Sunday mornings were always fun. Charlotte and I would get all dressed up. I would wear one her long dresses, all pinned and gathered up to fit me. We'd dab on some Joy, then we'd climb onto the tractor and Gus would motor the three of us down to Caneel Bay to pick up the Sunday New York Times. We must have been quite a sight, an old owman and little girl walking through the lobby of the hotel as if we owned the placed; Charlotte looking elegant - she carried herself as one who had once been among the elite, which she had been - and me, trailing skirts that were too long acting like a princess.

Then there was Gus, who wore the same basic outfit every day, jeans and a white short-sleeved shirt, leading this odd female pair.

Every morning Charlotte took her flower basket and shears and went out into the yard to gather hibiscus blossoms. She had a multitude of different kinds. Inside the house Gus had mounted on the walls lovely pieces of drift wood into which he had drilled holes. Charlotte would take out yesterdays wilted blossoms and replace them with today's. And so, there were these wonderful splashes of color in the foyer and on the white walls of the living room. A praticularly beautiful piece of free-standing drift wood sat on the top of her white up-right piano.

Once Charlotte taped/attached all these differnt types of hibiscus to one of her large potted plants. She called her "Ho-ax Charlotta."

Sometimes we had screaming contests to see who could scream the loudest. She and my mother called me "one of God's screachers" because I could scream so loud.

She liked to eat pomegranates and had several trees in the yard, both the white and ruby red kind.

In the late 1960's after Gus's death, Charlotte moved back to the states. I was very sad about the move. I begged her to sell the house to my Mom and Dad, but it was not to be. In 1989, Hurricane Hugo took the roof and destroyed part of the house. What was left was eventually torn down...all of the beautiful stonework Gus had done, their large open porch overlooking Hawksnest. It's all gone now.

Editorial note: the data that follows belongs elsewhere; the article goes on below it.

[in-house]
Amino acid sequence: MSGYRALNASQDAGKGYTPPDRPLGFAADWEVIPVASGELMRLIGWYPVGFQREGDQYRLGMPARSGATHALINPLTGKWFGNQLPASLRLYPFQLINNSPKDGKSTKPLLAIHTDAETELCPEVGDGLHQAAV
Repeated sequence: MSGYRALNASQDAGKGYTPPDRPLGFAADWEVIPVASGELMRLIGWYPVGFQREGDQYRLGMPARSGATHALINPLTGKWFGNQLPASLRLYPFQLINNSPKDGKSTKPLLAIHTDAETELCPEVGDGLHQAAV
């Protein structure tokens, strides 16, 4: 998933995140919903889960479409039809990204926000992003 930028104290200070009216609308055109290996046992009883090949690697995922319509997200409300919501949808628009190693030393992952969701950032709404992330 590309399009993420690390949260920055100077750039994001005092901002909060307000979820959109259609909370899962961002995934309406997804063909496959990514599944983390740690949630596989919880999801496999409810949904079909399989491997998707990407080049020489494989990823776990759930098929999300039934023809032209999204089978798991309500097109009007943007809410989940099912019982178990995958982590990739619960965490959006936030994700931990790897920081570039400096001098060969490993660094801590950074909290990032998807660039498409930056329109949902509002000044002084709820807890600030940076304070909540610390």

But I have some pictures. This one shows me on her lap. My sister stands tall in the back. Our friends, Melaine, Ed (left) and John (right) gluster around her like bees on a flower. I am, as I always was, barefoot.

I loved Charlotte dearly. She always answered my questions, even if it was to say, "I don't know." I have a pretty little three-shelved cherry wood piece that was hers. I also have her Harebell china. Between us, Erva and I have several pieces of her jewerly. I also have two of her painted fans and several books from her extensive library. I read the The Secret Garden at her house.

In 1968 I visited family in Connectcut for Christmas. I spent the night with Charlotte in New York City. She was living in a hotel-apartment. We had dinner together. The next morning, before light, she gave me instructions on how to get to Grand Central Station. We hugged and said good-bye.

It was the last time I saw her. Charlotte died in 1977.

I still miss her from time to time, which is why I'm writing about her today. It's one of those moments.


  1. What a nice tribute. She sounds like she really knew how to live:)

  2. This is beautifully written, Bish. Charlotte would be proud. - Janelle